Braves betting big on core group

February, 17, 2014
Feb 17
5:41
PM ET
LAKE BUENA VISTA, Fla. -- Was it really only two weeks ago that we looked at the Atlanta Braves and wondered what the future held?

Was it really only two weeks ago that it seemed as if the Braves were headed for a potentially heated arbitration hearing with Freddie Freeman, Craig Kimbrel and about half their roster?

Was it really only two weeks ago that the big question was: How much longer was their window to win, with this group of players, before they all got too expensive?

Uhhhh, never mind.

[+] EnlargeCraig Kimbrel
AP Photo/Alex BrandonCraig Kimbrel converted 50 of 54 save opportunities last season and finished the year with a 1.21 ERA.
Four contract extensions and $222.7 million later, is it safe to say we have our answer?

"I think we do," said Kimbrel with a laugh Monday, a day after signing a four-year, $42 million contract.

And the answer is: That Braves window is now open for many years to come.

In the past two weeks, they've practically handed out extensions like bobbleheads -- one for two years (Jason Heyward), one for four years (Kimbrel), one for six years (Julio Teheran) and one for eight years (Freeman).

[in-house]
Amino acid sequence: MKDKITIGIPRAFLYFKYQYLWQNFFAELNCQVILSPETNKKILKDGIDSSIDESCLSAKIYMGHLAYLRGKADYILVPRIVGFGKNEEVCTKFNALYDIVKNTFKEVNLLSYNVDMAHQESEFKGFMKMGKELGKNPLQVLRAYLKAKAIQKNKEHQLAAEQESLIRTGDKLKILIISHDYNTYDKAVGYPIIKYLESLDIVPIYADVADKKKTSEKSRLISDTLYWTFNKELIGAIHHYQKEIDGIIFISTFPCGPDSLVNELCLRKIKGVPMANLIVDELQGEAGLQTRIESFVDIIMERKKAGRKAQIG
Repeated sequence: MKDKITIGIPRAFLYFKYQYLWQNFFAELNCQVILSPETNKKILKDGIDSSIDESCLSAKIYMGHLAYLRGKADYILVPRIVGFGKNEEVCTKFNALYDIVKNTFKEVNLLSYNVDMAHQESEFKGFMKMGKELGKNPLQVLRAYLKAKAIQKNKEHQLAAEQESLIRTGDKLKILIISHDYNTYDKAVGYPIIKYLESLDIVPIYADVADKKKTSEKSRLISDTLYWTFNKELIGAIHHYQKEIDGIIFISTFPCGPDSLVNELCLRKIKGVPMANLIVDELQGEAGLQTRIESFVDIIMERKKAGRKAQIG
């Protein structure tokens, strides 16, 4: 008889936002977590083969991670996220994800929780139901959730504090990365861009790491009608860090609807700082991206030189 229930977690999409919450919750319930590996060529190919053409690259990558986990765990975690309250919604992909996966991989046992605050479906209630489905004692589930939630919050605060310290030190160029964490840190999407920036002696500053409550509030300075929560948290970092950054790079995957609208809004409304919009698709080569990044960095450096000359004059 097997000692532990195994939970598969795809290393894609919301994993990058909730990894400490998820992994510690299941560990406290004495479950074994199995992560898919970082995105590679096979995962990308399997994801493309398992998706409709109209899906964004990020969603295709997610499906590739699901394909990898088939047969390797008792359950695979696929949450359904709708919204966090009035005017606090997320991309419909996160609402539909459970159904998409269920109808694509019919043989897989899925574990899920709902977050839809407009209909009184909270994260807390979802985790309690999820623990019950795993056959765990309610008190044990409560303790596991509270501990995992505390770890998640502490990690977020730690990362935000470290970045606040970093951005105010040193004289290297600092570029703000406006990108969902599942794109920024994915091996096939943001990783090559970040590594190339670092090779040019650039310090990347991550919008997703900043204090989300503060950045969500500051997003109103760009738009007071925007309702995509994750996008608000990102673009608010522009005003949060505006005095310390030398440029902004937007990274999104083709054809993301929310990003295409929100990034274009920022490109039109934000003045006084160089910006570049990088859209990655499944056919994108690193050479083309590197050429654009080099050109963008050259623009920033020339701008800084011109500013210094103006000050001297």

"We do even numbers only," joked GM Frank Wren, as he contemplated who on his roster might be about to receive the forthcoming 10-, 12- and 14-year extensions he'll no doubt be doling out in the next half-hour or so. Or not.

But for the Braves, this is no joke. This is a statement. And that statement is ...

"If we were going to be competitive," Wren said, "we needed to keep this core together."

Many GMs say that sort of thing, of course, after extending a young player or four. But for the Braves, this was more than mere talk. This was imperative.

It was imperative because this is a franchise in as unique a position as any team in baseball. And not just baseball, the 2014 edition, but baseball, the 21st-century edition.

It's one thing, you see, to have a young team. Anybody can do that.

It's another thing to have a young team that's actually any good.